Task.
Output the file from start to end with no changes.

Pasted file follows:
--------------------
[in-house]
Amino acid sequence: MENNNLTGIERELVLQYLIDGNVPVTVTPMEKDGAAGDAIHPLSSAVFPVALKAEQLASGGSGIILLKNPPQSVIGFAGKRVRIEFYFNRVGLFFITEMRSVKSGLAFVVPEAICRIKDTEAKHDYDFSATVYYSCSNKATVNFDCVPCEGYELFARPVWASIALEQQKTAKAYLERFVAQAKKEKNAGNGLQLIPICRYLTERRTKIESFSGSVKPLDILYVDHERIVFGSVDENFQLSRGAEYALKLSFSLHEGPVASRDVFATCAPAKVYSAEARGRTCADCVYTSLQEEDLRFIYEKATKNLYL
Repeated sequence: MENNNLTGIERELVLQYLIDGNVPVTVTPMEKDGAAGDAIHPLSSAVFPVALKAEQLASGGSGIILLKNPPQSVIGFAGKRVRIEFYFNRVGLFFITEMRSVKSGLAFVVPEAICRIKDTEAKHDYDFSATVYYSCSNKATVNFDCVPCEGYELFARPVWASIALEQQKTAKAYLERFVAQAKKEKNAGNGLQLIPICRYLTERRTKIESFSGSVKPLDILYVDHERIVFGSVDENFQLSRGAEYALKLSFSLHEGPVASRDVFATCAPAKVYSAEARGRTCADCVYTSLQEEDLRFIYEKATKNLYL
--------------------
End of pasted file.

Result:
[in-house]
Amino acid sequence: MENNNLTGIERELVLQYLIDGNVPVTVTPMEKDGAAGDAIHPLSSAVFPVALKAEQLASGGSGIILLKNPPQSVIGFAGKRVRIEFYFNRVGLFFITEMRSVKSGLAFVVPEAICRIKDTEAKHDYDFSATVYYSCSNKATVNFDCVPCEGYELFARPVWASIALEQQKTAKAYLERFVAQAKKEKNAGNGLQLIPICRYLTERRTKIESFSGSVKPLDILYVDHERIVFGSVDENFQLSRGAEYALKLSFSLHEGPVASRDVFATCAPAKVYSAEARGRTCADCVYTSLQEEDLRFIYEKATKNLYL
Repeated sequence: MENNNLTGIERELVLQYLIDGNVPVTVTPMEKDGAAGDAIHPLSSAVFPVALKAEQLASGGSGIILLKNPPQSVIGFAGKRVRIEFYFNRVGLFFITEMRSVKSGLAFVVPEAICRIKDTEAKHDYDFSATVYYSCSNKATVNFDCVPCEGYELFARPVWASIALEQQKTAKAYLERFVAQAKKEKNAGNGLQLIPICRYLTERRTKIESFSGSVKPLDILYVDHERIVFGSVDENFQLSRGAEYALKLSFSLHEGPVASRDVFATCAPAKVYSAEARGRTCADCVYTSLQEEDLRFIYEKATKNLYL